This is maddening mostly because the Brewers are not hitting very well. The starting pitchers have been really good to excellent with one exception (Matt Garza, I’m looking squarely at you), and the relievers have mostly been lights-out.

Still, I’m hoping the Brewers’ bats will get it together.

Before I go, it’s time for my weekly shameless plug: if you’re interested in buying something I wrote, or something my husband Michael wrote, please go to the “about Barb” page; there are links there that will get you to Amazon so you can purchase them to your heart’s content.

Enjoy your weekend, folks. (As for me, I intend to think about my cousin Jacki and reflect on her life, which was one well-lived.)

Let’s Talk: Three New Titles from TTB

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Folks, it’s not every day I can come up with an alliterative title like the one above . . . nor would I wish to, excepting the fact that three new young adult titles by Heather McLaren, Dina von Lowencraft and Scott Eder have been released by Twilight Times Books (TTB for short).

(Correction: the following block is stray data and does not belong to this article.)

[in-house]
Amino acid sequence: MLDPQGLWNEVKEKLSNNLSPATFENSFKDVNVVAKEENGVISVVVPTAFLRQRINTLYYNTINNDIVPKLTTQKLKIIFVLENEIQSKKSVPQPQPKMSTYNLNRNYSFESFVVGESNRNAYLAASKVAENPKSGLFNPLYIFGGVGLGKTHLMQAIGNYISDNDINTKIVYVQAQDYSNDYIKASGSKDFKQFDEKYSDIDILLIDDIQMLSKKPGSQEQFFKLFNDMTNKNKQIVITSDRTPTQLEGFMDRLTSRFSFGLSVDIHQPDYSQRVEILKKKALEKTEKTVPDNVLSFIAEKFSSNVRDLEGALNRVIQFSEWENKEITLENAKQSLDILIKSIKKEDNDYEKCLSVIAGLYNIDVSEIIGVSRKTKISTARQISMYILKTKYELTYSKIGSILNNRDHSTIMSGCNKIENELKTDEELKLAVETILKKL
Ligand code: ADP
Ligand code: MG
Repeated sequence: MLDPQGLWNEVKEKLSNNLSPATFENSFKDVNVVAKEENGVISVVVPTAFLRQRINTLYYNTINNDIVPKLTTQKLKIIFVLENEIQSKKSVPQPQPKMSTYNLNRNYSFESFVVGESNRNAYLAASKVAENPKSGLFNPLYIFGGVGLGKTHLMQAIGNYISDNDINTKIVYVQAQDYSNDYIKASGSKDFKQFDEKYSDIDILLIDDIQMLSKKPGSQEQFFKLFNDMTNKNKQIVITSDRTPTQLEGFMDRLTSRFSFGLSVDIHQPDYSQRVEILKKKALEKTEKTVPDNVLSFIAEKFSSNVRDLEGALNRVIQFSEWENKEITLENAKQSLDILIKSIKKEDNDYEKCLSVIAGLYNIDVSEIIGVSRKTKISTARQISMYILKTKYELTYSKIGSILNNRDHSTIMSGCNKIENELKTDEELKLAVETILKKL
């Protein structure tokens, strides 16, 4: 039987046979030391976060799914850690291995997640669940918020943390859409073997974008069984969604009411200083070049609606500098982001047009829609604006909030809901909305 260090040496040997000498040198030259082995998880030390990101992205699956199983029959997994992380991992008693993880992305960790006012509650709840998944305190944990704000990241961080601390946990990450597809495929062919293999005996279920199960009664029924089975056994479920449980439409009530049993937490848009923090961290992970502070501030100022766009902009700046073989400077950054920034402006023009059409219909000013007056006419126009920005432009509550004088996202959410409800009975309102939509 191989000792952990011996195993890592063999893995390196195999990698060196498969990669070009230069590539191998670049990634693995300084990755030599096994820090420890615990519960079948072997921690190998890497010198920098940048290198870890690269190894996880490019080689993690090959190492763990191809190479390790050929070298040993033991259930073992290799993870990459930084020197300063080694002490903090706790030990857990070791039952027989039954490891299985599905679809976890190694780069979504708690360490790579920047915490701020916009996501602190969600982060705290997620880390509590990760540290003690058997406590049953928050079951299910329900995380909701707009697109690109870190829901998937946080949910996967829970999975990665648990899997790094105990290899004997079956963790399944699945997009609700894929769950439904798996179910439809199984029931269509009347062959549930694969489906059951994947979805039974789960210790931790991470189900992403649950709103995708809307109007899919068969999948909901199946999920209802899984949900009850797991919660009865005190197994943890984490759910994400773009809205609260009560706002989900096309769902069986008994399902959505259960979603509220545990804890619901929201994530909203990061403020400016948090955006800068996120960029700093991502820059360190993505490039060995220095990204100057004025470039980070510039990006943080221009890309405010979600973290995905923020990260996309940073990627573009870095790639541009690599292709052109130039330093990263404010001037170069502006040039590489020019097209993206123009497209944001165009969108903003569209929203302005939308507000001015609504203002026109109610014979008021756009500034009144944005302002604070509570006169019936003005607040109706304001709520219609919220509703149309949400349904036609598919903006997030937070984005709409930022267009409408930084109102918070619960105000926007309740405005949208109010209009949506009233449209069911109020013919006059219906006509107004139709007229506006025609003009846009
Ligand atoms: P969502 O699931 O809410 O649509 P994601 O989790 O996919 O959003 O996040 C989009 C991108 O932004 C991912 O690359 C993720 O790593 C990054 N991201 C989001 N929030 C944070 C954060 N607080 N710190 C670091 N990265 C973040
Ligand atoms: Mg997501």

The first, MYTHOS, is a debut urban fantasy by Illinois writer Heather McLaren (pictured at right).  David Conley goes to the Bahamas and falls in love with Faren Sands, all the while thinking she’s a normal, nonmagical woman.  However, she’s a mermaid from secretive Atlantis, which still exists. When she tells him who and what she is — and he gets over the shock — many, many consequences befall them.

MYTHOS features a great cover (as you see) and an interesting way to bring the myth of Atlantis to modern-day readers.  Further, it has the age-old conflict that two lovers must face once they truly know each other: Will they stay together despite it all, or will they end up apart?

I’ve had several e-mail discussions with Ms. McLaren, which has led me to discover that she — like me — believes in the power of persistence.  When I asked her what caused the plotline of MYTHOS to come to mind, she said this: “(I started) writing the outline for Mythos and Beyond Legend (due to) boredom in creative writing class during my tenth grade year.”  Further questioning elicited the response that MYTHOS has been in development in one fashion or another for twenty years.  (More power to her!)

I also asked what kept her going during this whole process.  She said, “It was a way to escape from stress. The more I wrote, the more I wanted to finish it.”